Full story of computer models help design PT regiments at Science Daily

Researchers Find ‘Unsettling’ Uptick in Stroke Rates in Adults Under 55

A recent study of stroke rates has found that while rates have declined in patients older than age 55, there has been an uptick among younger populations—and the potential underlying factors are “unsettling.”

Authors of the study, published in the Journal of the American Heart Association, write that over the past 20 years, the incidence of stroke has decreased in many countries, but that trend may now be reversing itself. Researchers applied an “age-period-cohort” analysis to data from the Myocardial Infarction Data Acquisition System in New Jersey in an attempt to “unravel the separate effects due to aging, secular changes, and life course experience” on incidence of ischemic stroke and ST-elevated myocardial infarction (STEMI). The time periods considered were 1995-1999 (period 1), 2000-2004 (period 2), 2005-2009 (period 3), and 2010-2014 (period 4).

Full story of uptick in stroke rates in adults under 55 at APTA

Study: 10 Modifiable Risk Factors Associated With 90% of Strokes Worldwide

Ten modifiable risk factors are associated with 90% of strokes, according to a recently published international study. Risk factors include physical inactivity, hypertension, poor diet, obesity, smoking, cardiac causes, diabetes, alcohol use, stress, and increased lipid levels.

The case-control study was “phase 2” of the larger INTERSTROKE study. According to lead author Martin McDonnell in a related Lancet podcast, the goals of this study were to describe and quantify stroke risk factors and identify any “regional variations by population characteristics or stroke subtype.”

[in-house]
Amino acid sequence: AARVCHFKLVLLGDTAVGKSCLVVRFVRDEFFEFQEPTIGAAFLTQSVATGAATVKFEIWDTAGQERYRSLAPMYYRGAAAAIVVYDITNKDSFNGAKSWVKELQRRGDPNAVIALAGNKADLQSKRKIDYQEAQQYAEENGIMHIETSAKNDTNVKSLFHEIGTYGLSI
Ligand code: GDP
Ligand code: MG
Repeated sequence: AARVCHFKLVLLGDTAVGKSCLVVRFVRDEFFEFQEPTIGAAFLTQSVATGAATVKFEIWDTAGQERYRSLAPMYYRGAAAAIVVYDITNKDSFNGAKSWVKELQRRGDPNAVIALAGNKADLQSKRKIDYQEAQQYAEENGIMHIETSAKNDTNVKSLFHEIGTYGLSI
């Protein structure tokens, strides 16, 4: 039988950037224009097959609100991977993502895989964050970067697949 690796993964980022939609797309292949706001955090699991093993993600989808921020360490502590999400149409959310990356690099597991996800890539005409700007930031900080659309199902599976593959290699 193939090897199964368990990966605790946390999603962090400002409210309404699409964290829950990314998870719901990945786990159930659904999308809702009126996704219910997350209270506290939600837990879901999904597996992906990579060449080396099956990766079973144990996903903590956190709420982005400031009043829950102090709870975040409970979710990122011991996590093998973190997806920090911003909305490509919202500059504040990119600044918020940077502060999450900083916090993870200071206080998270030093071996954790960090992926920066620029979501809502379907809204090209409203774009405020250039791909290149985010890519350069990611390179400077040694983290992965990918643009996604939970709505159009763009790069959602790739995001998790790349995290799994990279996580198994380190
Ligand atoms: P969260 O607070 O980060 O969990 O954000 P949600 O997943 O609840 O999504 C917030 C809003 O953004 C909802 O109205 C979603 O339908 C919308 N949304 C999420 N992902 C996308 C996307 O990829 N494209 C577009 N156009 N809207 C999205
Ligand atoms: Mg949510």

Researchers examined patient data from 142 participating facilities in 32 countries representing all continents (26,919 participants and 13,472 controls). Participants were assessed with a variety of measures, as well as MRI or CT imaging and blood and urine samples, within 5 days of acute first stroke.

Full story of risk factors associated with strokes at APTA

Intensive Motor Learning Can Improve Function Poststroke, Even if it Begins a Year Later

Authors of a small study of motor learning (ML) treatment with patients poststroke claim that not only can the approach make a difference more than a year after the stroke event, but that ML alone works about as well as ML that uses robot-assisted training or functional electrical stimulation (FES). They say that the real key to success may have more to do with the intensity of therapy sessions—5 hours a day, 5 days a week, for 12 weeks—than with any particular combination of treatments.

The randomized controlled trial compared treatment approaches among 35 patients who had experienced a stroke more than 1 year earlier and still had an upper extremity impairment. Participants were included if they had at least a trace muscle contraction in the wrist extensors, and mobility and function sufficient for independent activities.

Full story of motor learning and poststroke at APTA

Postpartum Exercise, Concussion, Stroke, and More: Catch Up With Move Forward Radio

The transformative power of physical therapy to treat diverse conditions is at the heart of recent Move Forward Radio episodes.

A twice-monthly podcast, available for free download from iTunes or at MoveForwardPT.com, Move Forward Radio is a terrific resource to share with your patients. Recent episodes include:

Pregnant and postpartum exercise
During pregnancy and childbirth a woman’s body goes through profound changes in a relatively brief period of time. For women who exercise during or after pregnancy, failure to respect those changes has the potential to lead to problems. Christy Martin, PT, DPT, SCS, who specializes in sports physical therapy, and Vicki Lukert, PT, PRPC, who specializes in pelvic health, outline how pregnant and postpartum women can exercise safely and how to spot warning signs for problems that might require medical attention.

Full story on stories from Move Forward Radio at APTA

PTNow Podcast: Physical Activity Guidelines for Stroke Rehab

A new PTNow podcast delivers firsthand information on the latest American Heart Association/American Stroke Association (AHA/ASA) recommendations for activity and exercise poststroke from the chair of the committee that updated the statement.

In a new “All Evidence Considered” podcast, Sandra Billinger, PT, PhD, FAHA, talks with PTNow Associate Editor Mary Blackinton, PT, EdD, GCS, about the AHA/ASA Physical Activity and Exercise Recommendations for Stroke Survivors.

To listen to the podcast, visit APTA